Around the time I started driving, many of my friends were listening to a lot of hip hop. These same friends consistently refused to ride with me because they knew my music collection consisted almost entirely of Slayer and before-they-sucked Metallica. This is to say that I entered Straight Outta Compton with low expectations and only a passing familiarity with the personages and events the film dramatizes. I was therefore understandably surprised at how much I enjoyed the show.
As a biopic, Compton performs admirably, if somewhat predictably. The story of N.W.A.’s evolution from a ghetto novelty to one of the most influential musical acts of the 20th century is inherently compelling — and following Eazy-E (Jason Mitchell) as the narrative’s protagonist was a particularly smart angle, given his tragic demise and the natural stopping point that provides for the script. This is not the only good decision made by the production, as casting relative unknowns in the lead roles (including Ice Cube’s son playing his dad) gives the story and the characters room to breathe without the weight of audience preconceptions that would accompany bigger names. The cast is more than up to the challenge, with Mitchell’s performance being a standout. In fact, the film’s only notable name, Paul Giamatti as record manufacturer turned managerial Svengali Jerry Heller, might be one of its weakest links. Friday director F. Gary Gray’s work is competent if not always confident, including some particularly effective use of stock footage to lend the story temporal context (yes, Matt Lauer once had hair). Strong performances and excellent pacing, at least for the first hour, allow the constituent pieces of the film a real chance at cohering into something great, although that never quite happens.
While Compton is indeed very good, it is not without its shortcomings. Excessive moralizing leaves protracted segments of the film feeling like an after-school special and, while Gray’s instincts for comedy and action seem sound, his direction seems to falter in scenes with big emotional beats. Character development is accomplished effectively, but there is palpable sense of sanitization at play here. Likely a result of placating the giant egos involved (Dr. Dre and Ice Cube both produce), one is left with the sense that these characters are being portrayed not as they actually were, but as they might’ve been described by their mothers — the roughest edges being smoothed out in the process.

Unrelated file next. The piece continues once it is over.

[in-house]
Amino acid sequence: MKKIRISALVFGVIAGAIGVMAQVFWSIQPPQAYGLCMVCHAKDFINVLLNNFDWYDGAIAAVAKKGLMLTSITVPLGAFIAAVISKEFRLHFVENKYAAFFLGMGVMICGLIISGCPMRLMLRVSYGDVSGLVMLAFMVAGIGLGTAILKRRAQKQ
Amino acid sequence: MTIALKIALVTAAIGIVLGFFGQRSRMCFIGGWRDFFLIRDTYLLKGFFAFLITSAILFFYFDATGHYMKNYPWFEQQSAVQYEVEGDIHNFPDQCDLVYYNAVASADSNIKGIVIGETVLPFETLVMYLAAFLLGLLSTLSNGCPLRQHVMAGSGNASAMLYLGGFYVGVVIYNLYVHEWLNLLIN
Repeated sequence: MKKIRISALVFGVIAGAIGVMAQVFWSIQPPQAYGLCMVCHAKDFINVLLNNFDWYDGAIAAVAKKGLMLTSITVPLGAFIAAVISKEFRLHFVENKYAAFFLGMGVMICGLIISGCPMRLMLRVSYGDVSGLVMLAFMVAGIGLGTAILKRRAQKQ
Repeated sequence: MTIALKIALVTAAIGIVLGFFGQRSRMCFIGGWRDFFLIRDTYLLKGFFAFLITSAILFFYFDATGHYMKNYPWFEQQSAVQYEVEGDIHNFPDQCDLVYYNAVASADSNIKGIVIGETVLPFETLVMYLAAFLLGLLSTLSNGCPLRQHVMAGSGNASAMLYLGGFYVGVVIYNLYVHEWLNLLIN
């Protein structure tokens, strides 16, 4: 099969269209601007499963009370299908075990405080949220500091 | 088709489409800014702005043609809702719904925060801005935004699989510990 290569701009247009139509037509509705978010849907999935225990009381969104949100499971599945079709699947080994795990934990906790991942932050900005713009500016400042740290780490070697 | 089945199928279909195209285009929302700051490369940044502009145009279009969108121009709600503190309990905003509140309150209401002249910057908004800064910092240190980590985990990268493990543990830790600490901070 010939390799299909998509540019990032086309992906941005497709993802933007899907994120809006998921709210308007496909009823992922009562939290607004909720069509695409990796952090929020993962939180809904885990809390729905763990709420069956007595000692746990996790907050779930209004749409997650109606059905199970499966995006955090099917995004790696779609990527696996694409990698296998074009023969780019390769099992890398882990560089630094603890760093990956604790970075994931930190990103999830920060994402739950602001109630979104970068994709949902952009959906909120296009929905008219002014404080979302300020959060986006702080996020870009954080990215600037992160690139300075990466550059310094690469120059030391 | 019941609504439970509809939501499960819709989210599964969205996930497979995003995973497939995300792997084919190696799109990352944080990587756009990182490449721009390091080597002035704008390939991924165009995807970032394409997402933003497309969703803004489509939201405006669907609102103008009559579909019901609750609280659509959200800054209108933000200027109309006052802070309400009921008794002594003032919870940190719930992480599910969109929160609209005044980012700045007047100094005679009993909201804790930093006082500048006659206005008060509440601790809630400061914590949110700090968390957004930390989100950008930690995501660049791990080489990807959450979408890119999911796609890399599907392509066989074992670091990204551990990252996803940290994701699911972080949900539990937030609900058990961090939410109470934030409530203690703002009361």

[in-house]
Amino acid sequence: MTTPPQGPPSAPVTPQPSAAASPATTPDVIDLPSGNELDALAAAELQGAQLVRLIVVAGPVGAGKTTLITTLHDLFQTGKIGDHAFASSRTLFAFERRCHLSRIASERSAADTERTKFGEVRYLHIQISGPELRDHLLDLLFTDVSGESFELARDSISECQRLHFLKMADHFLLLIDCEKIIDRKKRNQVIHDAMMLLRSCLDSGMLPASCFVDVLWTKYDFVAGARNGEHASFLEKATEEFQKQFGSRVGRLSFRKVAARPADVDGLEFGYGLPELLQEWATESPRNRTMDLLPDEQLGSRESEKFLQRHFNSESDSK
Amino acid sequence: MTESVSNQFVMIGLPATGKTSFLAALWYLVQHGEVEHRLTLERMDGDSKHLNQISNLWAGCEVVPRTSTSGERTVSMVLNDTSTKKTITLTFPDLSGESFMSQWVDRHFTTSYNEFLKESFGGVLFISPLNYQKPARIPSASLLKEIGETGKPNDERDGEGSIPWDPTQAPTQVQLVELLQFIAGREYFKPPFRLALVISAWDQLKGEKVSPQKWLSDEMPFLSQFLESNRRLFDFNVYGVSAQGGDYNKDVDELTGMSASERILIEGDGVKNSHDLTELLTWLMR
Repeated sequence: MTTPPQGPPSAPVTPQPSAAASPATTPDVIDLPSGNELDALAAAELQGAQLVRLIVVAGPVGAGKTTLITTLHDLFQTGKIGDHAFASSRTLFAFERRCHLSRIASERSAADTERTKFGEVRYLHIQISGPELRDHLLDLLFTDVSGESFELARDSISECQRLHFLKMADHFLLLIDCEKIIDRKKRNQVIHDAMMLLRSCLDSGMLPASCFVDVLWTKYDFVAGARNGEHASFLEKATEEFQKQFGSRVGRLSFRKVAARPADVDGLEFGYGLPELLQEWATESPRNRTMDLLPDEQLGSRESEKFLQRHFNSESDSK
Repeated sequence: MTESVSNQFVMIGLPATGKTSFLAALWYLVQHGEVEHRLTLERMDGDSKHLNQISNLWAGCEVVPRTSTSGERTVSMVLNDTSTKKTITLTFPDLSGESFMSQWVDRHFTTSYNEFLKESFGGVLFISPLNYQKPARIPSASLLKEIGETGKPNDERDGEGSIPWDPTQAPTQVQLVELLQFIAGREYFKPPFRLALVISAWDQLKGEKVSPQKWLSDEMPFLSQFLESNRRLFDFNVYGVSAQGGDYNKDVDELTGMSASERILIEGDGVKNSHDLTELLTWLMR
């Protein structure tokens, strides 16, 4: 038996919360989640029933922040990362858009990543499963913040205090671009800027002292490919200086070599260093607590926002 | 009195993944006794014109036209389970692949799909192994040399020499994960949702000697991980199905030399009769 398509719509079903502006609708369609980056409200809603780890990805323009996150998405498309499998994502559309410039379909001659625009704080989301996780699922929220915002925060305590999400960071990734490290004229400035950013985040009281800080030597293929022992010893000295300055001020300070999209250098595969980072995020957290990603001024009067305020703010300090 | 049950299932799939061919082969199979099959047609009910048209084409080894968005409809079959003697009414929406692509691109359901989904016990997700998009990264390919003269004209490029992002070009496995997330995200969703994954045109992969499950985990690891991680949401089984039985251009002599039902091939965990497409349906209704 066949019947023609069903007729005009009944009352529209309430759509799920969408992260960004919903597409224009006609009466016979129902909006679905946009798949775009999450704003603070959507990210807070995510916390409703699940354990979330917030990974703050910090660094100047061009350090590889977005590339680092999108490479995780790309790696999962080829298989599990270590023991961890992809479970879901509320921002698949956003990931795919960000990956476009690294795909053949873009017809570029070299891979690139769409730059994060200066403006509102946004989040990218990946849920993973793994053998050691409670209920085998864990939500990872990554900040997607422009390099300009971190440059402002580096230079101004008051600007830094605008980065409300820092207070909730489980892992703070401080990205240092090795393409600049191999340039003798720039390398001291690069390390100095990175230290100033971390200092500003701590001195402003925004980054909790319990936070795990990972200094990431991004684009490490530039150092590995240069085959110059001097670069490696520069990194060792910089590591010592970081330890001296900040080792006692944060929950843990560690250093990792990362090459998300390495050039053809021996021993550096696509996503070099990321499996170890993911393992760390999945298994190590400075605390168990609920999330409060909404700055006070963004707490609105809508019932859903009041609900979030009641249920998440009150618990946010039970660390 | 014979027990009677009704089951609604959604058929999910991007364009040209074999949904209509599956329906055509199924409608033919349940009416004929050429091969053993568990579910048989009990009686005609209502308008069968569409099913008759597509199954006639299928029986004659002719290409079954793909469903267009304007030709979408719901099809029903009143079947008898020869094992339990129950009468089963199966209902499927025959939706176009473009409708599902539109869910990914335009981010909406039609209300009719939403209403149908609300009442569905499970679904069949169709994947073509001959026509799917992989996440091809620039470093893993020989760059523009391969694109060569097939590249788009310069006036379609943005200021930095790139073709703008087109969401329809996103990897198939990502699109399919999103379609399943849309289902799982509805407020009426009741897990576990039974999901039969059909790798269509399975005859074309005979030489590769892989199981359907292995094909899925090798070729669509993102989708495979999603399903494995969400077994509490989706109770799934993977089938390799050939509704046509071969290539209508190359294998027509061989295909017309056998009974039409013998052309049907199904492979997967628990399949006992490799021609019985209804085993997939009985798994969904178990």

As a whole, the film feels far too fond of itself, occasionally drifting into the rocky waters of tongue-in-cheek self-referentialism. It is a clever film in many respects, but not nearly so clever as it seems to believe. Most damning, however, is the 147-minute running time. The movie drags painfully in the second act, only to rush through the third to an abrupt conclusion. Mercifully, I will be spared the three-and-one-half-hour (!) director’s cut that has been promised. And yet the film generally works, using its period backdrop to explore issues of race, financial disparity and police brutality, which are, sadly, still topical nearly 30 years after the eponymous album’s release. Fun, poignant, and compelling, Straight Outta Compton doesn’t quite achieve its full potential, but deserves the box-office success and critical praise it’s currently enjoying.
Rated R for language, violence, nudity, and drug use.